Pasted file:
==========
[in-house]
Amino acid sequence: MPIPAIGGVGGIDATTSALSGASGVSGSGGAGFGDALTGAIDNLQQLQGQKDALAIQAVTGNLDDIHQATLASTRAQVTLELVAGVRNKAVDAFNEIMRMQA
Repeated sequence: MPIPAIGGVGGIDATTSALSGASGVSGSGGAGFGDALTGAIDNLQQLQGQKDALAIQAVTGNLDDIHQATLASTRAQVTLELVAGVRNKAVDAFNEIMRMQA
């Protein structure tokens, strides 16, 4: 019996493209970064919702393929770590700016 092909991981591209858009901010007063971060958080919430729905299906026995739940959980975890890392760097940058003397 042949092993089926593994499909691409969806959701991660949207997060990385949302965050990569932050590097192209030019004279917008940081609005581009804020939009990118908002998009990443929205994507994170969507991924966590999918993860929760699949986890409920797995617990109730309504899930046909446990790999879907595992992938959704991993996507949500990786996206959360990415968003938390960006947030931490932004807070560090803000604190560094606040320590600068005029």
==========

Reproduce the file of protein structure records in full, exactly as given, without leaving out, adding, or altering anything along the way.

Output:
[in-house]
Amino acid sequence: MPIPAIGGVGGIDATTSALSGASGVSGSGGAGFGDALTGAIDNLQQLQGQKDALAIQAVTGNLDDIHQATLASTRAQVTLELVAGVRNKAVDAFNEIMRMQA
Repeated sequence: MPIPAIGGVGGIDATTSALSGASGVSGSGGAGFGDALTGAIDNLQQLQGQKDALAIQAVTGNLDDIHQATLASTRAQVTLELVAGVRNKAVDAFNEIMRMQA
């Protein structure tokens, strides 16, 4: 019996493209970064919702393929770590700016 092909991981591209858009901010007063971060958080919430729905299906026995739940959980975890890392760097940058003397 042949092993089926593994499909691409969806959701991660949207997060990385949302965050990569932050590097192209030019004279917008940081609005581009804020939009990118908002998009990443929205994507994170969507991924966590999918993860929760699949986890409920797995617990109730309504899930046909446990790999879907595992992938959704991993996507949500990786996206959360990415968003938390960006947030931490932004807070560090803000604190560094606040320590600068005029």